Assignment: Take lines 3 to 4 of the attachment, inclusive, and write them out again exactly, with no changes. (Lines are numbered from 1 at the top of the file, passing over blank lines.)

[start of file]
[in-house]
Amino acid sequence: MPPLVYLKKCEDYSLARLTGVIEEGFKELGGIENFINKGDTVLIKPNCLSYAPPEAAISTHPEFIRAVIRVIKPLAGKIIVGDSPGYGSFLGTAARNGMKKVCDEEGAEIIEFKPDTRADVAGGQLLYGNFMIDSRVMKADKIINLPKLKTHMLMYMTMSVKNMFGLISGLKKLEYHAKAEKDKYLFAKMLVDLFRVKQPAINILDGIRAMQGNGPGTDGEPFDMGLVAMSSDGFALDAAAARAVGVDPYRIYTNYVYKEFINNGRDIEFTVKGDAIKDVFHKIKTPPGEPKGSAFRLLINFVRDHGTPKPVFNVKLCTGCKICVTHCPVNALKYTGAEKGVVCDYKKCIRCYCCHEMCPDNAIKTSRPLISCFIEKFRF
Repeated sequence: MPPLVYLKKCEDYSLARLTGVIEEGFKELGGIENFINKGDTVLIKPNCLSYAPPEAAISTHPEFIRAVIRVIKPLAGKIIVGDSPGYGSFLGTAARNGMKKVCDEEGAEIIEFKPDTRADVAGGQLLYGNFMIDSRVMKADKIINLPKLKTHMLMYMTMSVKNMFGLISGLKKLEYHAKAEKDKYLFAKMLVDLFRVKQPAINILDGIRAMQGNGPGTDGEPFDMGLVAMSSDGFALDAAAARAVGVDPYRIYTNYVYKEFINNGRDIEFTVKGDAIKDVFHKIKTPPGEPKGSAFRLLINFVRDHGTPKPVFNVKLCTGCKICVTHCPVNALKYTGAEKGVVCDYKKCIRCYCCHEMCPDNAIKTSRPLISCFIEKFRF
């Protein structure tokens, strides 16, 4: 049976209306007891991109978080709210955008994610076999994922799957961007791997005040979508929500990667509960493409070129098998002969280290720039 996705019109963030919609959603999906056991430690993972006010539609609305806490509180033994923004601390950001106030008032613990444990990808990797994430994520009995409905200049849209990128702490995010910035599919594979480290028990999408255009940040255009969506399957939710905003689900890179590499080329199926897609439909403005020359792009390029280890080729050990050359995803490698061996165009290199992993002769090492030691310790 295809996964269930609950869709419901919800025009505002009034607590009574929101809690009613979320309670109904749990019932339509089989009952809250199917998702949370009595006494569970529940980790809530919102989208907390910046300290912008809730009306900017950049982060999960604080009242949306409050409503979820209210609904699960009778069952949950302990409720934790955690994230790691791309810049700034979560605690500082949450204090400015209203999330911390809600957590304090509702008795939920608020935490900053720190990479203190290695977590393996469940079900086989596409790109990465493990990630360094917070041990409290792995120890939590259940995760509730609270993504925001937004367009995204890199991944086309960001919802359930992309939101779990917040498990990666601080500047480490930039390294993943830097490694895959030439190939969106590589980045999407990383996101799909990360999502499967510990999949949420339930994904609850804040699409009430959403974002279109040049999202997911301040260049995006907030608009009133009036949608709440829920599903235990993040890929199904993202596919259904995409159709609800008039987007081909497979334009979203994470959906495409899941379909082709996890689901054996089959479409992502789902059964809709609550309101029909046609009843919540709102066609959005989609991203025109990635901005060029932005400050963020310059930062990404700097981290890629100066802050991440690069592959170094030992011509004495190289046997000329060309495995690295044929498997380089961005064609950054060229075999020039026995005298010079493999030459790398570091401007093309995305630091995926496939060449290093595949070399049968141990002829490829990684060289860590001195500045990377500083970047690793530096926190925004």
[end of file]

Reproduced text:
Repeated sequence: MPPLVYLKKCEDYSLARLTGVIEEGFKELGGIENFINKGDTVLIKPNCLSYAPPEAAISTHPEFIRAVIRVIKPLAGKIIVGDSPGYGSFLGTAARNGMKKVCDEEGAEIIEFKPDTRADVAGGQLLYGNFMIDSRVMKADKIINLPKLKTHMLMYMTMSVKNMFGLISGLKKLEYHAKAEKDKYLFAKMLVDLFRVKQPAINILDGIRAMQGNGPGTDGEPFDMGLVAMSSDGFALDAAAARAVGVDPYRIYTNYVYKEFINNGRDIEFTVKGDAIKDVFHKIKTPPGEPKGSAFRLLINFVRDHGTPKPVFNVKLCTGCKICVTHCPVNALKYTGAEKGVVCDYKKCIRCYCCHEMCPDNAIKTSRPLISCFIEKFRF
């Protein structure tokens, strides 16, 4: 049976209306007891991109978080709210955008994610076999994922799957961007791997005040979508929500990667509960493409070129098998002969280290720039 996705019109963030919609959603999906056991430690993972006010539609609305806490509180033994923004601390950001106030008032613990444990990808990797994430994520009995409905200049849209990128702490995010910035599919594979480290028990999408255009940040255009969506399957939710905003689900890179590499080329199926897609439909403005020359792009390029280890080729050990050359995803490698061996165009290199992993002769090492030691310790 295809996964269930609950869709419901919800025009505002009034607590009574929101809690009613979320309670109904749990019932339509089989009952809250199917998702949370009595006494569970529940980790809530919102989208907390910046300290912008809730009306900017950049982060999960604080009242949306409050409503979820209210609904699960009778069952949950302990409720934790955690994230790691791309810049700034979560605690500082949450204090400015209203999330911390809600957590304090509702008795939920608020935490900053720190990479203190290695977590393996469940079900086989596409790109990465493990990630360094917070041990409290792995120890939590259940995760509730609270993504925001937004367009995204890199991944086309960001919802359930992309939101779990917040498990990666601080500047480490930039390294993943830097490694895959030439190939969106590589980045999407990383996101799909990360999502499967510990999949949420339930994904609850804040699409009430959403974002279109040049999202997911301040260049995006907030608009009133009036949608709440829920599903235990993040890929199904993202596919259904995409159709609800008039987007081909497979334009979203994470959906495409899941379909082709996890689901054996089959479409992502789902059964809709609550309101029909046609009843919540709102066609959005989609991203025109990635901005060029932005400050963020310059930062990404700097981290890629100066802050991440690069592959170094030992011509004495190289046997000329060309495995690295044929498997380089961005064609950054060229075999020039026995005298010079493999030459790398570091401007093309995305630091995926496939060449290093595949070399049968141990002829490829990684060289860590001195500045990377500083970047690793530096926190925004």